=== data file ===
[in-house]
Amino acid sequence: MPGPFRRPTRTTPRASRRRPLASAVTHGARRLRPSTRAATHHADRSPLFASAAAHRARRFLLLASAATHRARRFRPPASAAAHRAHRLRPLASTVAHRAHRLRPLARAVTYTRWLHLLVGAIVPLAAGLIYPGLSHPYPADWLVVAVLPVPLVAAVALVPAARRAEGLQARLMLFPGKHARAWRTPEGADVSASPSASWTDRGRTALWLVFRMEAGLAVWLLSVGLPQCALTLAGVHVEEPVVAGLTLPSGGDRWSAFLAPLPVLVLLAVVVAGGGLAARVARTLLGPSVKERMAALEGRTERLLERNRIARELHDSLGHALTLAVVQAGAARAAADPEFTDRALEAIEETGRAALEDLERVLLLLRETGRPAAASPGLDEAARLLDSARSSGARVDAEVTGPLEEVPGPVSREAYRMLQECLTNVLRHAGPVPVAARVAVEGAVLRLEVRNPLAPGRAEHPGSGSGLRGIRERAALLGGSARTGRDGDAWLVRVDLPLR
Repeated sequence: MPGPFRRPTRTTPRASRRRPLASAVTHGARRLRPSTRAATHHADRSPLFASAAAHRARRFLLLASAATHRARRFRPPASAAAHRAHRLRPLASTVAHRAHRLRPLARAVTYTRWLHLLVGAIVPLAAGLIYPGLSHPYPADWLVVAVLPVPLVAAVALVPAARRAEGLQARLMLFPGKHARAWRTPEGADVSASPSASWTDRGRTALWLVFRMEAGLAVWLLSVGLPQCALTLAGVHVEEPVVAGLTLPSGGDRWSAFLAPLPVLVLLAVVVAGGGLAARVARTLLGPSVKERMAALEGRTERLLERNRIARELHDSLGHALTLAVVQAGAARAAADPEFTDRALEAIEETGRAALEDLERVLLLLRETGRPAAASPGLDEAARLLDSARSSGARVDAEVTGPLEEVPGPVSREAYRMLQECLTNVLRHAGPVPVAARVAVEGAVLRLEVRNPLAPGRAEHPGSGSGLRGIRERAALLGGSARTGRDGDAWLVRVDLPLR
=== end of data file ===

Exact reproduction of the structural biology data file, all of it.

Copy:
[in-house]
Amino acid sequence: MPGPFRRPTRTTPRASRRRPLASAVTHGARRLRPSTRAATHHADRSPLFASAAAHRARRFLLLASAATHRARRFRPPASAAAHRAHRLRPLASTVAHRAHRLRPLARAVTYTRWLHLLVGAIVPLAAGLIYPGLSHPYPADWLVVAVLPVPLVAAVALVPAARRAEGLQARLMLFPGKHARAWRTPEGADVSASPSASWTDRGRTALWLVFRMEAGLAVWLLSVGLPQCALTLAGVHVEEPVVAGLTLPSGGDRWSAFLAPLPVLVLLAVVVAGGGLAARVARTLLGPSVKERMAALEGRTERLLERNRIARELHDSLGHALTLAVVQAGAARAAADPEFTDRALEAIEETGRAALEDLERVLLLLRETGRPAAASPGLDEAARLLDSARSSGARVDAEVTGPLEEVPGPVSREAYRMLQECLTNVLRHAGPVPVAARVAVEGAVLRLEVRNPLAPGRAEHPGSGSGLRGIRERAALLGGSARTGRDGDAWLVRVDLPLR
Repeated sequence: MPGPFRRPTRTTPRASRRRPLASAVTHGARRLRPSTRAATHHADRSPLFASAAAHRARRFLLLASAATHRARRFRPPASAAAHRAHRLRPLASTVAHRAHRLRPLARAVTYTRWLHLLVGAIVPLAAGLIYPGLSHPYPADWLVVAVLPVPLVAAVALVPAARRAEGLQARLMLFPGKHARAWRTPEGADVSASPSASWTDRGRTALWLVFRMEAGLAVWLLSVGLPQCALTLAGVHVEEPVVAGLTLPSGGDRWSAFLAPLPVLVLLAVVVAGGGLAARVARTLLGPSVKERMAALEGRTERLLERNRIARELHDSLGHALTLAVVQAGAARAAADPEFTDRALEAIEETGRAALEDLERVLLLLRETGRPAAASPGLDEAARLLDSARSSGARVDAEVTGPLEEVPGPVSREAYRMLQECLTNVLRHAGPVPVAARVAVEGAVLRLEVRNPLAPGRAEHPGSGSGLRGIRERAALLGGSARTGRDGDAWLVRVDLPLR